Food / Hinduism / Nepal / Travel

Patan is awesome. (And ps: I love Momos)

Before sharing with you a little bit of the wonders of Patan that I am lucky to have witnessed yesterday, let me speak about FOOD. Yes, I am a foodie (in case you consider that a legitimate category). One of my favourite things about travelling is trying every possible local dish. And very often I become a fan. For example, yesterday we had Momos for breakfast, lunch AND dinner (and I would have it again today). Momos are Nepalese delicious dumplings that can be served steamed or fried, with fillings of vegetables, chicken or buffalo meat (vegetables are my favourites!).


Delicious steamed vegetarian Momos before breakfast at the Farmer’s Market on an awesome biodegradable plate made out of dried leaves.


Fried Momos with dip sauces just before lunch.


A favourite drink around here: Hot water, lemon, ginger and honey. Amazing for cold days and nights and super tasty.

They were a wonderful option of warm snack at strategic stops while we ventured into the cold and narrow streets of Patan, admiring colourful little doors and wooden carved pillars and windows. By the way, Patan, I discovered only now, is actually a whole separate city from Kathmandu (and not a neighbourhood of Kathmandu, as I thought before… But they are really close). A gate (and visibly narrower streets) marks one of the entrances to its historical centre.


The entrance portal to historic Patan: Patan Dhoka.


Colourful (and very low) doors and windows in Patan.


Small colourful doors around Patan. (we looked giant in comparison to them!)


Streets of Patan, tilted colourful houses and a narrow street where cars, motorbikes, dogs and pedestrians pass by.

The goal of yesterday’s adventure through historic Patan by foot was to arrive at Durbar Square. We happily ventured into Patan’s crowded streets, which felt like a labyrinth filled with art studios, tea houses, souvenir and art shops (floors and walls packed with statues of gods and goddesses), many Hindu offering sites and Buddhist stupas (places of meditation).


A small Buddhist Stupa on the streets of Patan.



Entrance to a Hindu temple just besides a Buddhist Stupa.

Durbar Square is in what seems to be the middle of the historic centre of Patan. Durbar Square literally means the ‘square of palaces’ and it is where kings would be crowned and legitimized back in the 1600’s. Nowadays, it is generally busy with people chatting and walking, selling and photographing, admiring and learning… and lots pigeons (with whom tourists and little kids really seemed to enjoy taking pictures).


Temples of Durbar Square, in Patan.


Durbar Square temples and main ‘avenue’ in between temples.


Durbar Square, Patan.



Baby boy plays with the pigeons in Durbar Square.

One of the highlights of Durbar Square was the beautiful Museum of Patan (‘The Museum Behind The Golden Door’). There, I discovered that I have a thing for doors, and fell in love with the low, small, tilted and highly decorated doors of the museum, streets and temples. Every part of the constructions seems to be important enough to earn some seriously intricate decoration. Walls, windows, doors, pillars, stairs.. Everywhere I looked I saw patterns, carving, sculpting, gods and goddesses, religious symbols and just plain beautiful incredible art. I am fascinated by how meaningful and telling of their religious beliefs and history every place seems to be. As I continue to be overwhelmed with such a rich, visually vivid culture and interesting history (and yummy food), I will say no more and simply share some glimpses of what I’ve seen so far that describe better than I could have put in words how fascinating this place is:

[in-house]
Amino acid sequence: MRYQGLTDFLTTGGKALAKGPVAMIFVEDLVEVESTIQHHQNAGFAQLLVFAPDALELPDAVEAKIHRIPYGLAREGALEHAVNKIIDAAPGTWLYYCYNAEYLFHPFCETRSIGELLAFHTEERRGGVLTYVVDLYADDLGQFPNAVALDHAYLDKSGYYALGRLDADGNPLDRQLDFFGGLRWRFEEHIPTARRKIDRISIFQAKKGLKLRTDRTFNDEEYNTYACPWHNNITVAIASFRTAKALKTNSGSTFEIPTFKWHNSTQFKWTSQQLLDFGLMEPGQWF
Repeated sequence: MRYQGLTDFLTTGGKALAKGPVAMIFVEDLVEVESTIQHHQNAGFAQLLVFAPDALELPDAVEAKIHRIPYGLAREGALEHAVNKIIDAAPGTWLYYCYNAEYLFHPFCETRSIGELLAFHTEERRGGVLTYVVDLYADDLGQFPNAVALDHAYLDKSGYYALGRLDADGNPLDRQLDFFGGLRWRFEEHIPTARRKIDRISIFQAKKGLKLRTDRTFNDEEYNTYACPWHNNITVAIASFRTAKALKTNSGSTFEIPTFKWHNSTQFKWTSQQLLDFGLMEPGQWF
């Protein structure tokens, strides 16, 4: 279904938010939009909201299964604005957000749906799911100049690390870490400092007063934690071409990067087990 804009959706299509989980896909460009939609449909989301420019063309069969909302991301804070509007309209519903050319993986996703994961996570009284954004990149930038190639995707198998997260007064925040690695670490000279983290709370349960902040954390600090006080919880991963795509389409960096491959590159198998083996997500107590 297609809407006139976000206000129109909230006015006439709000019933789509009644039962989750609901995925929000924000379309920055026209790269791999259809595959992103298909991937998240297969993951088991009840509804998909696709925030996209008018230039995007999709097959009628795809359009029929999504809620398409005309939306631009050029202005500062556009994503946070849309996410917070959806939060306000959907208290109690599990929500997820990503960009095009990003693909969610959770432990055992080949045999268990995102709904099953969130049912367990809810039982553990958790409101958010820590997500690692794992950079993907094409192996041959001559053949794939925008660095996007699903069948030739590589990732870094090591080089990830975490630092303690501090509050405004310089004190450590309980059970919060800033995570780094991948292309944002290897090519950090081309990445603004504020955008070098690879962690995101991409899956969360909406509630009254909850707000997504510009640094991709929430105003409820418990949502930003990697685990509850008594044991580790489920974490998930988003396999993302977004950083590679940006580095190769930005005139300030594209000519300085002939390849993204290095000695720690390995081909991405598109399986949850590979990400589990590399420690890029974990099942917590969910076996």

Just a regular busy street in Patan, filled with colours.


Ganesha offering sites spread around almost every street I have seen. (curiosity: a local woman told me that Tuesdays are special days for Ganesha).




A beautiful entrance to a temple in Patan that was destroyed in last year’s earthquake. Quite a few piles of bricks where buildings would have stood are visible around this area.


Beautiful monument in Patan.


Rock sculpted details in a plaza of Patan.


Amazed at the details of windows and doors, all sculpted on wood.


Wooden sculptures and beautiful sari dressed women around Patan.



Small doorways and interesting corners at the Museum of Durbar Square.



Museum and houses are decorated by natural light that forms patterns through the sculpted windows.


Beautiful window from inside the Museum of Durbar Square.



Looking out into Durbar Square from inside the Museum.




Beautiful tiny doors inside the Museum.


Beautifully sculpted door with the theme of Hindu deities. The one on the very top, in the middle, is the Goddess Kali. Sometimes depicted as a skeleton, she is the feared destroyer of demons.


Golden door with incredibly detailed figures.


Tilted sculpted wooden door.


(I am fascinated with small decorated doors).


Doors, pillars, windows… Everything is worth a look.


Prayer wheels at the Buddhist Golden Temple, just outside Durbar Square.


A bell at the Buddhist Golden Temple filled with yellow and red, colours of wax and powder used to adorn deities during prayer and worship.


Buddhist prayer wheels at the Golden Temple. They have mantras written in Devanagari script on their cylindrical surface, and one is supposed to spin them clockwise while saying a prayer.


Details of the entrance way to the Buddhist Golden Temple.


Entrance to the Buddhist Golden Temple. The actual name of the temple is: Bhaskerdev Samskarita Hiranyabarna Mahavihara.


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